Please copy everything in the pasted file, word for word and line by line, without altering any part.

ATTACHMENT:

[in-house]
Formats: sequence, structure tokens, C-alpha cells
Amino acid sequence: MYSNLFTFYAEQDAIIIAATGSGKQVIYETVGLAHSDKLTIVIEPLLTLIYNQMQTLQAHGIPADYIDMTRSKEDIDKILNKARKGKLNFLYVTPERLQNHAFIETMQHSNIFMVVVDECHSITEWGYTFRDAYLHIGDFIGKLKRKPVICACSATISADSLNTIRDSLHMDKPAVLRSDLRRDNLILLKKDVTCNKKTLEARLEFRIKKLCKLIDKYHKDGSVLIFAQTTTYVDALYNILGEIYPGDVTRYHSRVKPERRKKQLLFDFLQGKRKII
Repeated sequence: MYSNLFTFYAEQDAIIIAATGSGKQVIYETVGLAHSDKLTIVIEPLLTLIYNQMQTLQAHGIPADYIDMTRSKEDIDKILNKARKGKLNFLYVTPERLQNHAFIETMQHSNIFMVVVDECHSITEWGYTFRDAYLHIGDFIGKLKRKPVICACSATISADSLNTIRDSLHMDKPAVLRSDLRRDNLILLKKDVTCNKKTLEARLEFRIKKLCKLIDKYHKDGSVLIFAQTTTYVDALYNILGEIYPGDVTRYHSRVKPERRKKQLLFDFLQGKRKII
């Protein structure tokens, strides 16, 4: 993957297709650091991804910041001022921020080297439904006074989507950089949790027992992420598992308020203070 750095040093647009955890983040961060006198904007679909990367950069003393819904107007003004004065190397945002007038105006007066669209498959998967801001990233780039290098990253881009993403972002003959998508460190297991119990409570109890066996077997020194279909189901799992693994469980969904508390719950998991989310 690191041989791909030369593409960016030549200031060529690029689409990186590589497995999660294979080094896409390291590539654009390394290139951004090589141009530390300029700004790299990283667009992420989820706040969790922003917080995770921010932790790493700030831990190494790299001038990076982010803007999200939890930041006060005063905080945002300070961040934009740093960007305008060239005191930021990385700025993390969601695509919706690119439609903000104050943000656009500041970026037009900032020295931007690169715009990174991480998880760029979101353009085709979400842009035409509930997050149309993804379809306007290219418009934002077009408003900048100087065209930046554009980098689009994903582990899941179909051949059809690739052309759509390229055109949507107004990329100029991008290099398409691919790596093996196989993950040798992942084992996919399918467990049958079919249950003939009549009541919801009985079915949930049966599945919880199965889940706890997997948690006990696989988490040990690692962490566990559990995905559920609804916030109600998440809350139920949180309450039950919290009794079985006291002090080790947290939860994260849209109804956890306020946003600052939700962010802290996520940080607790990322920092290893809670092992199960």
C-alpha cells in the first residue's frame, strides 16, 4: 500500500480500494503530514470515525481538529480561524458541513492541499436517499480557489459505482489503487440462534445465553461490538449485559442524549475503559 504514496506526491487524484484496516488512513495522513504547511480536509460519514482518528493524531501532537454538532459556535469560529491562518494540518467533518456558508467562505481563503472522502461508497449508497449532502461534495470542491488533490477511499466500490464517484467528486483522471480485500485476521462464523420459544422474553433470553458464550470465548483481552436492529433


[in-house]
Formats: sequence, structure tokens, C-alpha cells
Amino acid sequence: MYSNLFTFYAEQDAIIIAATGSGKQVIYETVGLAHSDKLTIVIEPLLTLIYNQMQTLQAHGIPADYIDMTRSKEDIDKILNKARKGKLNFLYVTPERLQNHAFIETMQHSNIFMVVVDECHSITEWGYTFRDAYLHIGDFIGKLKRKPVICACSATISADSLNTIRDSLHMDKPAVLRSDLRRDNLILLKKDVTCNKKTLEARLEFRIKKLCKLIDKYHKDGSVLIFAQTTTYVDALYNILGEIYPGDVTRYHSRVKPERRKKQLLFDFLQGKRKII
Repeated sequence: MYSNLFTFYAEQDAIIIAATGSGKQVIYETVGLAHSDKLTIVIEPLLTLIYNQMQTLQAHGIPADYIDMTRSKEDIDKILNKARKGKLNFLYVTPERLQNHAFIETMQHSNIFMVVVDECHSITEWGYTFRDAYLHIGDFIGKLKRKPVICACSATISADSLNTIRDSLHMDKPAVLRSDLRRDNLILLKKDVTCNKKTLEARLEFRIKKLCKLIDKYHKDGSVLIFAQTTTYVDALYNILGEIYPGDVTRYHSRVKPERRKKQLLFDFLQGKRKII
């Protein structure tokens, strides 16, 4: 993957297709650091991804910041001022921020080297439904006074989507950089949790027992992420598992308020203070 750095040093647009955890983040961060006198904007679909990367950069003393819904107007003004004065190397945002007038105006007066669209498959998967801001990233780039290098990253881009993403972002003959998508460190297991119990409570109890066996077997020194279909189901799992693994469980969904508390719950998991989310 690191041989791909030369593409960016030549200031060529690029689409990186590589497995999660294979080094896409390291590539654009390394290139951004090589141009530390300029700004790299990283667009992420989820706040969790922003917080995770921010932790790493700030831990190494790299001038990076982010803007999200939890930041006060005063905080945002300070961040934009740093960007305008060239005191930021990385700025993390969601695509919706690119439609903000104050943000656009500041970026037009900032020295931007690169715009990174991480998880760029979101353009085709979400842009035409509930997050149309993804379809306007290219418009934002077009408003900048100087065209930046554009980098689009994903582990899941179909051949059809690739052309759509390229055109949507107004990329100029991008290099398409691919790596093996196989993950040798992942084992996919399918467990049958079919249950003939009549009541919801009985079915949930049966599945919880199965889940706890997997948690006990696989988490040990690692962490566990559990995905559920609804916030109600998440809350139920949180309450039950919290009794079985006291002090080790947290939860994260849209109804956890306020946003600052939700962010802290996520940080607790990322920092290893809670092992199960």
C-alpha cells in the first residue's frame, strides 16, 4: 500500500480500494503530514470515525481538529480561524458541513492541499436517499480557489459505482489503487440462534445465553461490538449485559442524549475503559 504514496506526491487524484484496516488512513495522513504547511480536509460519514482518528493524531501532537454538532459556535469560529491562518494540518467533518456558508467562505481563503472522502461508497449508497449532502461534495470542491488533490477511499466500490464517484467528486483522471480485500485476521462464523420459544422474553433470553458464550470465548483481552436492529433